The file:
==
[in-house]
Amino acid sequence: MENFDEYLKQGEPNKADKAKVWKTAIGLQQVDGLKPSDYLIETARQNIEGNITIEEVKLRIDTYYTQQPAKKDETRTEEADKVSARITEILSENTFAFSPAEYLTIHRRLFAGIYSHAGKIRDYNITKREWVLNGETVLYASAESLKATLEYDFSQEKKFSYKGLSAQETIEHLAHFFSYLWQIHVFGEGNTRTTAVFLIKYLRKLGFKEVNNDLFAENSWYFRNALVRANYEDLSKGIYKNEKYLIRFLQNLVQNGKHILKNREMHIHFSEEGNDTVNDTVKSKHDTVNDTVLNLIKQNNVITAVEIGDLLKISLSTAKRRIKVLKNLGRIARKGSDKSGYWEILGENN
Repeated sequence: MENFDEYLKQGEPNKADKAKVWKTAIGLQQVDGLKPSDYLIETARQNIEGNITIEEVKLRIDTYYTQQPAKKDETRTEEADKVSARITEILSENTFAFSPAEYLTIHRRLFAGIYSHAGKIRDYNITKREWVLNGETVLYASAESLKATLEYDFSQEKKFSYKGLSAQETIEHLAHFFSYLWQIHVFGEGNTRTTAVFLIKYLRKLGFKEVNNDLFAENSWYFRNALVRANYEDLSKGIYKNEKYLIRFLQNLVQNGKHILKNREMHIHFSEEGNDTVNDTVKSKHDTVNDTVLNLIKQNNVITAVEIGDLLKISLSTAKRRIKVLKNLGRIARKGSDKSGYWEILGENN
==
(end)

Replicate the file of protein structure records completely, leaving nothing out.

[in-house]
Amino acid sequence: MENFDEYLKQGEPNKADKAKVWKTAIGLQQVDGLKPSDYLIETARQNIEGNITIEEVKLRIDTYYTQQPAKKDETRTEEADKVSARITEILSENTFAFSPAEYLTIHRRLFAGIYSHAGKIRDYNITKREWVLNGETVLYASAESLKATLEYDFSQEKKFSYKGLSAQETIEHLAHFFSYLWQIHVFGEGNTRTTAVFLIKYLRKLGFKEVNNDLFAENSWYFRNALVRANYEDLSKGIYKNEKYLIRFLQNLVQNGKHILKNREMHIHFSEEGNDTVNDTVKSKHDTVNDTVLNLIKQNNVITAVEIGDLLKISLSTAKRRIKVLKNLGRIARKGSDKSGYWEILGENN
Repeated sequence: MENFDEYLKQGEPNKADKAKVWKTAIGLQQVDGLKPSDYLIETARQNIEGNITIEEVKLRIDTYYTQQPAKKDETRTEEADKVSARITEILSENTFAFSPAEYLTIHRRLFAGIYSHAGKIRDYNITKREWVLNGETVLYASAESLKATLEYDFSQEKKFSYKGLSAQETIEHLAHFFSYLWQIHVFGEGNTRTTAVFLIKYLRKLGFKEVNNDLFAENSWYFRNALVRANYEDLSKGIYKNEKYLIRFLQNLVQNGKHILKNREMHIHFSEEGNDTVNDTVKSKHDTVNDTVLNLIKQNNVITAVEIGDLLKISLSTAKRRIKVLKNLGRIARKGSDKSGYWEILGENN